burn down, it is entirely possible that two will burn down this year, and
none next year. How do we pay for the second loss this year, if we
collected only $100,000 in premiums? We need to fund a "reserve", or a bit
of extra money in our pot that we can tap into in a year of heavier than
normal claims, then replenish in the years of lighter than normal claims.
We decide that if every family kicks in an extra $5 per year, we can build
up our reserve (assuming we get lucky in the first years and don't get that
second claim while our fund is building). Our premium is now $107.

The third complicating factor is the even slimmer, but still real
possibility of a catastrophic loss in a given year, say Mrs. O'Leary's cow
kicking over a lantern resulting in a whole block of houses burning down.
Again, how do we pay for this on the off chance that it occurs one year?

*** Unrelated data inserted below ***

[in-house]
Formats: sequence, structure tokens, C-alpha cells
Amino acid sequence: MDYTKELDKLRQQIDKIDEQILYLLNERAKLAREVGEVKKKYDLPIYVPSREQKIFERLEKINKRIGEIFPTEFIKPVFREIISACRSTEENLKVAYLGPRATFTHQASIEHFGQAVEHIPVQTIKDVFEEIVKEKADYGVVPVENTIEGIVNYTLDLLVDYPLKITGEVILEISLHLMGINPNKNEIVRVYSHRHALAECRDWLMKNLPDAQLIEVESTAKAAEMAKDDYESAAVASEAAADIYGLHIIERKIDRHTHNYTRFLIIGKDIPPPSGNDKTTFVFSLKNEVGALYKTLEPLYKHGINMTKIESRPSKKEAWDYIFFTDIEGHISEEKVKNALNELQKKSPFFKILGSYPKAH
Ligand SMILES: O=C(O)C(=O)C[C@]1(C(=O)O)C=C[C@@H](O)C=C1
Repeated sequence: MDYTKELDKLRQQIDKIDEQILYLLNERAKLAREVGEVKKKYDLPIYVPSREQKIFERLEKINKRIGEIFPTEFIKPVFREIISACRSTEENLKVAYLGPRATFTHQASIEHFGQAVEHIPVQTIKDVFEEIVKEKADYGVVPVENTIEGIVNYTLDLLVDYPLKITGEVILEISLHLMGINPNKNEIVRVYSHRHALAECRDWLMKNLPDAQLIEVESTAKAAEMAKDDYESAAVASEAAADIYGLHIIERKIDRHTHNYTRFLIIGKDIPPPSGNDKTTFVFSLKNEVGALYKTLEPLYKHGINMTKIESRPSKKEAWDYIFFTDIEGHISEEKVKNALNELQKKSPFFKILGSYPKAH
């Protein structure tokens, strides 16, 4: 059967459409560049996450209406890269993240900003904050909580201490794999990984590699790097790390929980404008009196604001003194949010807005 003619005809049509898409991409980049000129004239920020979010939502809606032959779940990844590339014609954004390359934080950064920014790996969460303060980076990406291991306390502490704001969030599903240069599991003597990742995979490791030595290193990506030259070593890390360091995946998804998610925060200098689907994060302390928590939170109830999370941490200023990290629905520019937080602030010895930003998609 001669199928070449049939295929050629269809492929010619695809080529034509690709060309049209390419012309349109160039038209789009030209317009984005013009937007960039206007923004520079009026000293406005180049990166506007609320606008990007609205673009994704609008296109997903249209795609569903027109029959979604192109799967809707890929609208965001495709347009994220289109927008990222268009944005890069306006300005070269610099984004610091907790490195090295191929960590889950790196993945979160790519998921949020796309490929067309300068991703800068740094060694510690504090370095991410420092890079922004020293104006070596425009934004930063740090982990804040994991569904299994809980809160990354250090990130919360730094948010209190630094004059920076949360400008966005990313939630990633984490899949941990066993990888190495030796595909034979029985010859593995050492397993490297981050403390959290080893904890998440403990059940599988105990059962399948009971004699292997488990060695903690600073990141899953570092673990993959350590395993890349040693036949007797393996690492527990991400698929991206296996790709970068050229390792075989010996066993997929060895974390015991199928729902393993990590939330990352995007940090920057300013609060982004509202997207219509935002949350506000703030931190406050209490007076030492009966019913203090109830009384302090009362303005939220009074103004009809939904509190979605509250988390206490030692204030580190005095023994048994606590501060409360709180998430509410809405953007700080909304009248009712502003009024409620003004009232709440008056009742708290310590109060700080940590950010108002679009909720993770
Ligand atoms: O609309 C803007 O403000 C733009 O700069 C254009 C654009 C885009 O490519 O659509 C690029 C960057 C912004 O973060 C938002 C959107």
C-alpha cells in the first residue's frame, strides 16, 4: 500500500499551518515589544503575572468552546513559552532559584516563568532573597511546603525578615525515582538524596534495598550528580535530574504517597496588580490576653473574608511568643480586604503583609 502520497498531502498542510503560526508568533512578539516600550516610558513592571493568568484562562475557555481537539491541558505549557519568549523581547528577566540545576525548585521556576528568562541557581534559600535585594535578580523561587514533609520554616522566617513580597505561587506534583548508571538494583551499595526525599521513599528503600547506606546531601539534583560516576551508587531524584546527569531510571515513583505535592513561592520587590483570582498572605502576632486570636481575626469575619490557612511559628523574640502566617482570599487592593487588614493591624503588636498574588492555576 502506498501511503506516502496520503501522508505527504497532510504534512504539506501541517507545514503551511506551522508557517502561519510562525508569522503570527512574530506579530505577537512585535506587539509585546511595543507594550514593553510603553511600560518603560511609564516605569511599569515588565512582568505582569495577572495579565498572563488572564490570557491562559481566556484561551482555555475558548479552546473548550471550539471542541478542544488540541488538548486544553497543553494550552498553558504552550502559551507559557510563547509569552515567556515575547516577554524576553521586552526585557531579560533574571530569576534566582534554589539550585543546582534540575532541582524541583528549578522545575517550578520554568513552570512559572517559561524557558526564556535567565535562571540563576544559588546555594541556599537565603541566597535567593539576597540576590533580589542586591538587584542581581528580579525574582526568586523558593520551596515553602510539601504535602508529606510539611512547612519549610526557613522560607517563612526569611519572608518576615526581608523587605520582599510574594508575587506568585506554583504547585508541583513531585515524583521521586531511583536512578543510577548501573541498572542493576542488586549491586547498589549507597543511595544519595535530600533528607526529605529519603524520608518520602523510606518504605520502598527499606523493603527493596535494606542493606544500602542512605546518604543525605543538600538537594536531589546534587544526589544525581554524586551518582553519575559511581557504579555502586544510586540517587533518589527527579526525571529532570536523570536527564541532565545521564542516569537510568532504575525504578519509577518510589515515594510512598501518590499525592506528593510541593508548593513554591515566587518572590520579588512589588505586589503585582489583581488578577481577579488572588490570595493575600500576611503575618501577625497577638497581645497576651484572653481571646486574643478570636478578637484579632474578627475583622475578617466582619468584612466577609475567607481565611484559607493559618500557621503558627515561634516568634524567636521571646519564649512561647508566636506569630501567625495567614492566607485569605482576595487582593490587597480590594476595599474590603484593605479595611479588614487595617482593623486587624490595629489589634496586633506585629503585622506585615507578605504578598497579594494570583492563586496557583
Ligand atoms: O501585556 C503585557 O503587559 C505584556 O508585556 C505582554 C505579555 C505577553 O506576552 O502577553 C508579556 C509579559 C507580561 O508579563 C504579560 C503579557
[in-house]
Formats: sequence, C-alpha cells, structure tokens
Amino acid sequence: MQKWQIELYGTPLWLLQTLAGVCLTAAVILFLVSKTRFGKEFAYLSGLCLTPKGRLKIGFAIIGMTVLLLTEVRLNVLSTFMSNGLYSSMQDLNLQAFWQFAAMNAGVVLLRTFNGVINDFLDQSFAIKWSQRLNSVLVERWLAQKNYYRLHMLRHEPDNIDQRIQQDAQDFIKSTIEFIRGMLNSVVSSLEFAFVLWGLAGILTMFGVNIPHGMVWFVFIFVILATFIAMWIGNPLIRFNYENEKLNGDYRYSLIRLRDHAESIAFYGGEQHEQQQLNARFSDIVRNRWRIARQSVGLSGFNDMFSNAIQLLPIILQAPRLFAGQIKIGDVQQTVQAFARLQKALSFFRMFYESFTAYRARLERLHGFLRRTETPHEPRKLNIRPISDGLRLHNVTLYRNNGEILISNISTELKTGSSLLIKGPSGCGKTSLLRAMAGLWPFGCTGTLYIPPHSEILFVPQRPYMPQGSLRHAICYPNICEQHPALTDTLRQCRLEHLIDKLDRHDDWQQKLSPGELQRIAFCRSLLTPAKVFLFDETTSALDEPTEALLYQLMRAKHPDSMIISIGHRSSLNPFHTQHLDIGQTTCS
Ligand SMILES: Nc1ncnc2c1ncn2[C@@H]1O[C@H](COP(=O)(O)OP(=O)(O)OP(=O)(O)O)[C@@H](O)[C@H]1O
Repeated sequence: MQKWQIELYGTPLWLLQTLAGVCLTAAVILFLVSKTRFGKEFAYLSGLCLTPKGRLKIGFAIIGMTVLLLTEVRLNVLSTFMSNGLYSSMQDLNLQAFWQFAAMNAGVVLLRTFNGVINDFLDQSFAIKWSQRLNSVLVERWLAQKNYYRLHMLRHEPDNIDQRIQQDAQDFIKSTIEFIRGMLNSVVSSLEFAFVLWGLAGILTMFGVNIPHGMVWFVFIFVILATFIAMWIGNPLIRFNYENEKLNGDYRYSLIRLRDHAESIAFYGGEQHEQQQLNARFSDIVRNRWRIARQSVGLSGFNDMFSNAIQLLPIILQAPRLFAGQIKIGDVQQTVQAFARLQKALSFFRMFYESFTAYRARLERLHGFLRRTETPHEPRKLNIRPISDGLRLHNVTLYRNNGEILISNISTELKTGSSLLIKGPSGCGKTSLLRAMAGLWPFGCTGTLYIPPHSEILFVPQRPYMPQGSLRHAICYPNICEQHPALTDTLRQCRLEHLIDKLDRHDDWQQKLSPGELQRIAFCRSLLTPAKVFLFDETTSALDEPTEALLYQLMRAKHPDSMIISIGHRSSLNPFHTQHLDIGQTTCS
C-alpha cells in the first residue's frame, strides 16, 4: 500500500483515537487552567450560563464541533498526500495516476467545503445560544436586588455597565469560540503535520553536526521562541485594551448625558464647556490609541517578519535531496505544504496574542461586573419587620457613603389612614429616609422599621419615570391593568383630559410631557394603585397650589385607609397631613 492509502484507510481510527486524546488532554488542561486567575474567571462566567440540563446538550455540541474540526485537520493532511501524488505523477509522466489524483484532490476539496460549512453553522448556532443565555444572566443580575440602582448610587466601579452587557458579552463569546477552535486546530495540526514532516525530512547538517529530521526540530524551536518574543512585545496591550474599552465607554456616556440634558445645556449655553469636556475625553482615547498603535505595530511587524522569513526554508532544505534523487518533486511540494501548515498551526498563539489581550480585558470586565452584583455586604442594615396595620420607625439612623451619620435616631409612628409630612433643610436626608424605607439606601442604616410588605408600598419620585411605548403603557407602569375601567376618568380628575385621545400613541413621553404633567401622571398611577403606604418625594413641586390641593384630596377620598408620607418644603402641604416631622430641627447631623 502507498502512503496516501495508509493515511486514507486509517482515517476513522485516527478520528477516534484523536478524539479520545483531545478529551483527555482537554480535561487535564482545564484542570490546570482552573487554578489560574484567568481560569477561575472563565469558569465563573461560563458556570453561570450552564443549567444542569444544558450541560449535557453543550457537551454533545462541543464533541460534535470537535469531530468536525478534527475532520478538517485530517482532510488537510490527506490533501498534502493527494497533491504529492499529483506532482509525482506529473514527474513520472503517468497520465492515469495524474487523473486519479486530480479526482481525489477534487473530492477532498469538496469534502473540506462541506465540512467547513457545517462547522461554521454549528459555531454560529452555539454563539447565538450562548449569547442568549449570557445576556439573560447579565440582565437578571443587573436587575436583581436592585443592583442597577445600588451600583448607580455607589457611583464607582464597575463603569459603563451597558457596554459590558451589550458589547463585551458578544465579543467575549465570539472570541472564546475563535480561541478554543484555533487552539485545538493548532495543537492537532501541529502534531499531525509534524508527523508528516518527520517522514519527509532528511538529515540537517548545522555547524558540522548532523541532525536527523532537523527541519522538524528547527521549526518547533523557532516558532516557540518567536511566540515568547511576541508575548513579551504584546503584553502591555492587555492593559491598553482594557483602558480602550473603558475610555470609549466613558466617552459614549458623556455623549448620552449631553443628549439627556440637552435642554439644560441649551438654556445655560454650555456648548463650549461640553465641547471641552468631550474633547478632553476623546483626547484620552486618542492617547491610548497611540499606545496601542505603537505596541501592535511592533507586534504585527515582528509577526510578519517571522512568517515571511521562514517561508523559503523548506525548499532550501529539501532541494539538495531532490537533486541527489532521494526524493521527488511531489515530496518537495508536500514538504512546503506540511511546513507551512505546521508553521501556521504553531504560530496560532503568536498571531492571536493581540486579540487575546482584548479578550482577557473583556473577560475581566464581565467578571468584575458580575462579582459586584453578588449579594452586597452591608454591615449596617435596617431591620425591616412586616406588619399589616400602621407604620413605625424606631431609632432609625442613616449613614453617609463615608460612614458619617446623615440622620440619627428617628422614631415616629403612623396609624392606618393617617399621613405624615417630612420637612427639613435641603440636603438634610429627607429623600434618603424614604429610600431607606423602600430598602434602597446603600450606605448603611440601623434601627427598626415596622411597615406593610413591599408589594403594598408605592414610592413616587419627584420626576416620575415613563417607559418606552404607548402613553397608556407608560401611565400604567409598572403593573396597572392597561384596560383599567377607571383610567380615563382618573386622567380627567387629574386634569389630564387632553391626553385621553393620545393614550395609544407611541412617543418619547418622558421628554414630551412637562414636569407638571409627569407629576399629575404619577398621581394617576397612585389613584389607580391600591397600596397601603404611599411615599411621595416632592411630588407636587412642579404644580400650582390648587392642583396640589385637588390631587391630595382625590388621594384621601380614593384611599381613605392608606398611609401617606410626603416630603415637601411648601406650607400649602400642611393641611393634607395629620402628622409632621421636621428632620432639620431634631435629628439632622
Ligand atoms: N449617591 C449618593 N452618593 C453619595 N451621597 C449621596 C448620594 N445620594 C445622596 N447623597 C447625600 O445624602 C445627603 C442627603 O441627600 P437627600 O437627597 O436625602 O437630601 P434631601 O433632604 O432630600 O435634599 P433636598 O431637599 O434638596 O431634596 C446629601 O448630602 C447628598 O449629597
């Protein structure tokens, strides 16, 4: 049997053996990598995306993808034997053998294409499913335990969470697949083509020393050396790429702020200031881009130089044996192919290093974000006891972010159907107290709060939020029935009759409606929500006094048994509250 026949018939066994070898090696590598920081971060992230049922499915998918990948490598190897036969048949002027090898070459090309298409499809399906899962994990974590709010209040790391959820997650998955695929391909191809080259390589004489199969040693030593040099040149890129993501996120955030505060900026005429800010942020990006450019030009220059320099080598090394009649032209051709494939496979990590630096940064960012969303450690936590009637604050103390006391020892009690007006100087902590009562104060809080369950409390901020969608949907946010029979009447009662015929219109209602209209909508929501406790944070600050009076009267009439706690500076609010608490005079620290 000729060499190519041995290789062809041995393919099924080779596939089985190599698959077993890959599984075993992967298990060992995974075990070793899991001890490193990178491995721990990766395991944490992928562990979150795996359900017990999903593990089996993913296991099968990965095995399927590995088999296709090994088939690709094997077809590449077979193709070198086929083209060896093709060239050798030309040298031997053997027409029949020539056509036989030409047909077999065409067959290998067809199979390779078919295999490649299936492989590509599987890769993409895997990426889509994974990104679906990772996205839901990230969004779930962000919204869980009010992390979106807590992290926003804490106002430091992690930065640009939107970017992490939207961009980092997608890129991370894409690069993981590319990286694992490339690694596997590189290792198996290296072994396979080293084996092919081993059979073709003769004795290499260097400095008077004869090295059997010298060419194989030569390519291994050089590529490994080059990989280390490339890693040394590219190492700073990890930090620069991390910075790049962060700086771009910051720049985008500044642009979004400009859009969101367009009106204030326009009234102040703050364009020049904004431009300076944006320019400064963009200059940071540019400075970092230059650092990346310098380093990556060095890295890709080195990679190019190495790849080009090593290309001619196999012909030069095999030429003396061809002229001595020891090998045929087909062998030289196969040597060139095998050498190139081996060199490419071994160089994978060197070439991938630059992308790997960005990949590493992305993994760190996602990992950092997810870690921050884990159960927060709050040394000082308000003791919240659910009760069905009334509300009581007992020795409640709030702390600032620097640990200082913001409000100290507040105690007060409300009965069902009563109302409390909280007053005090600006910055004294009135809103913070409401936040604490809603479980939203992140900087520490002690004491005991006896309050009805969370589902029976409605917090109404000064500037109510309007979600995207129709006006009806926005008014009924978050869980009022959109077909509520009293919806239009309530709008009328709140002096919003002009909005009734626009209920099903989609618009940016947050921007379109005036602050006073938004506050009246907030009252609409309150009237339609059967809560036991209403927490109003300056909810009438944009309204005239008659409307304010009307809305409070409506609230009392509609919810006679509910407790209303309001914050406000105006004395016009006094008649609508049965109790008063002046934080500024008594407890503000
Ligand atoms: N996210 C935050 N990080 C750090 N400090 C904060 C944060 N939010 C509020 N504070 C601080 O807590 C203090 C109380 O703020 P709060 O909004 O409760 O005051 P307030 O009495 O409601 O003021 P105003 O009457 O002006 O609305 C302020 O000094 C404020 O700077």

Once more, the answer is to build up our reserve fund a bit more, just in
case. We decide that an extra $5 per year from each family will be enough
to cover this slim, but potentially extremely costly possibility. Our
premium is now $112.

The fourth factor actually serves to decrease our required premium. Our
fund administrator figures out that rather than leaving our $112,000 fund
sitting in a pot on a shelf, the money can be invested, where it can earn u=
some interest and dividends until needed to pay claims. Let's say our
invested fund earns us $8,000 in interest and dividends in any given year
before it is needed to pay claims. This $8,000 is money that we do not nee=
to collect from our homeowners, so we can decrease the required contributio=
from each of our 1000 families by $8 per year. Our premium is now $104, an=